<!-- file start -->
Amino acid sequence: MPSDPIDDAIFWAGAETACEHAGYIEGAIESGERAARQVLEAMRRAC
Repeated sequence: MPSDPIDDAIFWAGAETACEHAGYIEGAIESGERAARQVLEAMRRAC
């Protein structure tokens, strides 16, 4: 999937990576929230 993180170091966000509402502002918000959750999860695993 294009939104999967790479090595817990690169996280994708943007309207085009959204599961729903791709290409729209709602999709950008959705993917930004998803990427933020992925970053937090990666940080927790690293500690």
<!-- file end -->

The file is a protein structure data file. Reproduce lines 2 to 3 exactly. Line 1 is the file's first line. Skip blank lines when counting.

Repeated sequence: MPSDPIDDAIFWAGAETACEHAGYIEGAIESGERAARQVLEAMRRAC
């Protein structure tokens, strides 16, 4: 999937990576929230 993180170091966000509402502002918000959750999860695993 294009939104999967790479090595817990690169996280994708943007309207085009959204599961729903791709290409729209709602999709950008959705993917930004998803990427933020992925970053937090990666940080927790690293500690």